Thursday, April 25, 2024

Tag: December 15, 2015

Pacucoa: UST is best Philippine university

THE UNIVERSITY has maintained its position as the educational institution with the most number of accredited programs in the country.

UST received five awards during the 26th annual general assembly and awarding ceremonies of the Philippine Association of Colleges and Universities Commission on Accreditation (Pacucoa) last Dec. 1 at the City of Dreams in Parañaque.

UST was awarded for having the highest number of Level III and Level IV accredited programs in the Philippines, and for having the highest number of accredited programs in both the National Capital Region and in the country.

The University was also cited for having the first food technology program to be granted Level IV accredited status.

UST tops licensure exam for teachers

THE UNIVERSITY grabbed the top spot in the recent licensure examinations for teachers (LET) both in the elementary and secondary level, with one Thomasian entering the top 10 in the elementary level.

UST was declared the top-performing school in the elementary LET after obtaining a 96.21 percent passing rate. A total of 127 passed the test out of 132 Thomasian examinees.

In the secondary level, UST posted a 94.92 percent passing rate, with 168 Thomasians making the cut out of 177.

EdTech to launch ‘cloud’ services next semester

SOON, class records and teaching modules will be available in the “cloud.”

The Educational Technology Center (EdTech) is set to upgrade to cloud services and virtual classroom technology as part of a digital transition.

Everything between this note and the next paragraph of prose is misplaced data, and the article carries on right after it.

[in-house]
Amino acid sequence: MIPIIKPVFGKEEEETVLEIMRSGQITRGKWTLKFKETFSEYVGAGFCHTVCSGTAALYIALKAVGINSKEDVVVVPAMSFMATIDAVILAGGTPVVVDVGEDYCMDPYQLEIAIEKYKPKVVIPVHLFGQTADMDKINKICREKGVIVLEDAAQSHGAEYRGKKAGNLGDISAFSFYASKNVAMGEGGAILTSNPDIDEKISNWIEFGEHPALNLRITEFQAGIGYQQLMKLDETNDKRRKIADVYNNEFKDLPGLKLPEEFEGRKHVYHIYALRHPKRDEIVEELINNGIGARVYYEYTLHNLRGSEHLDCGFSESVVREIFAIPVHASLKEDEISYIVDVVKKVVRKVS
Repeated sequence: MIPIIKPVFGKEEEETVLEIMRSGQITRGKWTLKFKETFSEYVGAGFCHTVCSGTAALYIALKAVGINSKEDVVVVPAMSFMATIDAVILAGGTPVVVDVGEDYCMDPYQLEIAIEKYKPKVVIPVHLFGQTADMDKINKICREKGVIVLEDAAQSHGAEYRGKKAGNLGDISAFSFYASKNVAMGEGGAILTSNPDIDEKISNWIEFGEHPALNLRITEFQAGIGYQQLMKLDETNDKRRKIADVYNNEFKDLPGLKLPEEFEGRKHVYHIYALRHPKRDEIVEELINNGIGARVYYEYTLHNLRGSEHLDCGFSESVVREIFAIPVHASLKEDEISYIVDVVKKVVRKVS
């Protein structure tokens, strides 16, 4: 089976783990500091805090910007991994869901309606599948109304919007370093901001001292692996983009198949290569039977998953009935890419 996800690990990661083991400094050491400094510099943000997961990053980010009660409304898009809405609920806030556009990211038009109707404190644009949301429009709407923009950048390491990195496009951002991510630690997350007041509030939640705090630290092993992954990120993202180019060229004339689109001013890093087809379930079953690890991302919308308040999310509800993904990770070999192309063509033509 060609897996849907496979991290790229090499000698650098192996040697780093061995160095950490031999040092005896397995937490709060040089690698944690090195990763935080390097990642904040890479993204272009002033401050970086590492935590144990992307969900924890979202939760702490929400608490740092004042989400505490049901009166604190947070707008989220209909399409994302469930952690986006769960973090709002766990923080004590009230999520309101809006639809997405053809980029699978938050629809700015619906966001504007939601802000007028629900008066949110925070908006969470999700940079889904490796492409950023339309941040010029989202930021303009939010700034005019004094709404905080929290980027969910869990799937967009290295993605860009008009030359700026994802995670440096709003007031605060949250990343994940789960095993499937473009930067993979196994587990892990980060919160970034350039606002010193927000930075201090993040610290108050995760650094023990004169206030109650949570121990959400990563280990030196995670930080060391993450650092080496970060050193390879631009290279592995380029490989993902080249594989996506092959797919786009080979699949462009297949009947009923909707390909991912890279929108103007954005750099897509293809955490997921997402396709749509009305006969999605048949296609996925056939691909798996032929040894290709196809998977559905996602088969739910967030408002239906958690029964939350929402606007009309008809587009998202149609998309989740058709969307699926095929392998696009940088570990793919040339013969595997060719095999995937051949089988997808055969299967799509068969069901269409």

EdTech Center Director Anna Cherylle Ramos said using the cloud would make it easier to store digital academic resources.

Cloud storage is a mode of digital data storage that keeps a user’s data available and accessible with the help of computer networking.

Ramos warned of the vulnerability of digital resources stored in servers inside the UST campus.

Broader ‘internationalization’ sought for students, faculty

DESPITE recognition as a premiere Philippine university, UST still needs to improve its curriculum and offer niche programs to attain international standards for quality education.

Office of International Relations and Programs Director Lilian Sison said upgrades and changes in the curriculum as well as additional scholarship programs were needed to maximize opportunities for students.

“There should be something done in the curriculum for global learning so other students get exposed,” Sison said.

Gov’t certification for traditional healers

IN A HOUSE sitting in a maze of shanties not too far from the heart of Imus is Francisca Solmerano, the city’s “hilot” for more than five decades.

Soon she will be among local healers to be accredited by the Department of Science and Technology (DOST).

The Philippine Council for Health Research and Development (PCHRD) of DOST has partnered with the Philippine Institute for Traditional and Alternative Health Care (Pitahc) to launch a P100-million program that will seek to certify traditional healers in 2016.

Launched last August, the program will consist of a five-year survey and a comprehensive research on traditional medicine, with details still not specified by the organization.

Thomasian taxonomist bags science research award